There are two ways to sell a house – by private treaty or auction.
No matter what method you choose, it is essential that you notify your solicitor of your plans to sell the house so that he may prepare the title documents and the contract for sale.
Do You Have a Mortgage?
If your house has a mortgage on it, you will need to give authorisation to your solicitor to take up the title deeds from the lending institution. It is important to do this as early as possible to allow the solicitor to draft contracts. This can be a possible source of delay. If you do not have a mortgage, you will have to locate your title deeds and hand them over to your solicitor.
Selling the Family Home
If you are selling your family home, even if it is in only one of the spouse’s names the consent of the other spouse is required. This is required under the Family Home Protection Act 1976. If both names are on the deeds, both signatures are required. On completion of the sale of the Family home both spouses will have to sign a Family Home Declaration. You will also have to produce a copy of your State Marriage Certificate.
Buying and Selling at the same time
It is very important to consult your solicitor in this area, as they will have experience in such matters. You may want to sign the contract for the purchase of the new house contingent on the sale of your old house going through. It is not essential that both closings be on the same day.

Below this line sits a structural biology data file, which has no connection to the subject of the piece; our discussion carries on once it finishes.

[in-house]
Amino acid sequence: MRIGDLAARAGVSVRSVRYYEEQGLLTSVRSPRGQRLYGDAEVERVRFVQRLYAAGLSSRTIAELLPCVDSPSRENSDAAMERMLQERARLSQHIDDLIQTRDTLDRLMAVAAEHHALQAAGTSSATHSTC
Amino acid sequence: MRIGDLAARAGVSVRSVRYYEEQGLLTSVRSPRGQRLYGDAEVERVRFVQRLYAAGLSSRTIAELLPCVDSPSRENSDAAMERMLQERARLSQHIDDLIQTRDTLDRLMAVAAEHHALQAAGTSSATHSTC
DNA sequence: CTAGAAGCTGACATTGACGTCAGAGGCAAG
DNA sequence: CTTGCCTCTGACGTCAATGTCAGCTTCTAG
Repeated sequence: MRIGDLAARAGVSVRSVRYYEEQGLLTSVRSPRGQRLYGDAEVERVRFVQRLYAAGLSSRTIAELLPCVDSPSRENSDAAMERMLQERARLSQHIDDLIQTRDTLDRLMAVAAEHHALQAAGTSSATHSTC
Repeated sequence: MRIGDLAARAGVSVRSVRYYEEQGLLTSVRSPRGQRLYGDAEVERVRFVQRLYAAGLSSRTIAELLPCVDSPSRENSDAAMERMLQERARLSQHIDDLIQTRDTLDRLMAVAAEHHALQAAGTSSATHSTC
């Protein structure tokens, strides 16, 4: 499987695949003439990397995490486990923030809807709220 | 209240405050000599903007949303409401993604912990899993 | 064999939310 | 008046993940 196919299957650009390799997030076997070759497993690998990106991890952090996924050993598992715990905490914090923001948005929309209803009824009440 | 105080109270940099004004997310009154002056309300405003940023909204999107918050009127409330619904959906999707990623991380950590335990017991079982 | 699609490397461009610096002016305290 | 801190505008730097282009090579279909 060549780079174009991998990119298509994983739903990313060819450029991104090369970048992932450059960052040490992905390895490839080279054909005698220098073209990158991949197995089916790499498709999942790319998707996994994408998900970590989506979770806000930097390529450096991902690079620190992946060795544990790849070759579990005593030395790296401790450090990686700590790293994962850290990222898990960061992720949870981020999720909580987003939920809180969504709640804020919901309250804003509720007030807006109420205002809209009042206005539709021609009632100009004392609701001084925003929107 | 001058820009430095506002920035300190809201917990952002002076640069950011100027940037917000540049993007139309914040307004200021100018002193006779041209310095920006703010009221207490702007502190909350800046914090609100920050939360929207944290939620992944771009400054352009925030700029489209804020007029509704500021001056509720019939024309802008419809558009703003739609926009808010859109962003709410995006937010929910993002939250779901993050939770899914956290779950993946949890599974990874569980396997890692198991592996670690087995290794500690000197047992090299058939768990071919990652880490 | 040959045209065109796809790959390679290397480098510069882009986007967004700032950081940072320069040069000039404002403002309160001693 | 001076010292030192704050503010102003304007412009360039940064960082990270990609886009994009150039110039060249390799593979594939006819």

Costs of selling a house
The two main costs of selling a house will be the auctioneer’s fees and the solicitor’s fees. They are well worth paying as they both will have had experience in the area and will know the procedure well.
Organise all your paperwork
If your property has a separate septic tank, make sure it is registered. Ensure that any rights of ways are correctly shown on your property and all planning permissions and building certificates are to hand for alterations and extensions. Any house built since the 1st October 1964 requires planning permission. Your solicitor will need to make sure that the planning documentation is in order. This can include an architect’s certificate stating that the conditions of the planning regulations have been complied with. If there has been any development on the property since you purchased it, a similar approval will be required. Carry out a Building Energy Rating Assessment. If you're selling a second house, make sure your NPPR (tax for second homes that preceded property tax) is paid up to date and that your property tax is up to date. Ensure all household charges and water charges have been discharged. You will need receipts and certificates for these taxes and charges.
If you have a tenant on your property, ensure that you serve him/her with a valid notice of termination of tenancy and afford them sufficient time, as per their legal entitlements, to vacate the property. In some cases, the tenant will be staying and it is important to hand over the tenant’s deposit, confirmation that the tenancy has been registered with the PRTB, any apportionment of rent etc.